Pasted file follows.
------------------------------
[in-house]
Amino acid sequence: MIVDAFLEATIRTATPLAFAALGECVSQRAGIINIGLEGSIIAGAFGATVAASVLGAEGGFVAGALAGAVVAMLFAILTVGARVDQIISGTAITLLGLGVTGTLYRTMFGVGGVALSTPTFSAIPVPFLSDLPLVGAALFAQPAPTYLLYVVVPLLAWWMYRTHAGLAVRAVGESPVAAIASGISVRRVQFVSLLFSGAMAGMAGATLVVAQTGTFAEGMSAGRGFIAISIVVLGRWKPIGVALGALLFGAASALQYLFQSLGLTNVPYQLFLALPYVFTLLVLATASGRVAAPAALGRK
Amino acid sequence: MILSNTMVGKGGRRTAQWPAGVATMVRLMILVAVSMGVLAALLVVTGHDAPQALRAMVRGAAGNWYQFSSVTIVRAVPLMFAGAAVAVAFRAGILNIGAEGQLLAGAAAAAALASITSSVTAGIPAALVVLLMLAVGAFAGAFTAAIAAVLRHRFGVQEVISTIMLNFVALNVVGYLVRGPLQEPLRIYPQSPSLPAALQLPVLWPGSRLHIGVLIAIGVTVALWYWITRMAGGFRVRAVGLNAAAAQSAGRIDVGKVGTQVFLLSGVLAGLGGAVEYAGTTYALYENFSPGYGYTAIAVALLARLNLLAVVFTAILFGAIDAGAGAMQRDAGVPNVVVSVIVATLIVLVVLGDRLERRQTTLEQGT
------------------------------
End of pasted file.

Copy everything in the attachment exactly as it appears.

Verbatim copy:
[in-house]
Amino acid sequence: MIVDAFLEATIRTATPLAFAALGECVSQRAGIINIGLEGSIIAGAFGATVAASVLGAEGGFVAGALAGAVVAMLFAILTVGARVDQIISGTAITLLGLGVTGTLYRTMFGVGGVALSTPTFSAIPVPFLSDLPLVGAALFAQPAPTYLLYVVVPLLAWWMYRTHAGLAVRAVGESPVAAIASGISVRRVQFVSLLFSGAMAGMAGATLVVAQTGTFAEGMSAGRGFIAISIVVLGRWKPIGVALGALLFGAASALQYLFQSLGLTNVPYQLFLALPYVFTLLVLATASGRVAAPAALGRK
Amino acid sequence: MILSNTMVGKGGRRTAQWPAGVATMVRLMILVAVSMGVLAALLVVTGHDAPQALRAMVRGAAGNWYQFSSVTIVRAVPLMFAGAAVAVAFRAGILNIGAEGQLLAGAAAAAALASITSSVTAGIPAALVVLLMLAVGAFAGAFTAAIAAVLRHRFGVQEVISTIMLNFVALNVVGYLVRGPLQEPLRIYPQSPSLPAALQLPVLWPGSRLHIGVLIAIGVTVALWYWITRMAGGFRVRAVGLNAAAAQSAGRIDVGKVGTQVFLLSGVLAGLGGAVEYAGTTYALYENFSPGYGYTAIAVALLARLNLLAVVFTAILFGAIDAGAGAMQRDAGVPNVVVSVIVATLIVLVVLGDRLERRQTTLEQGT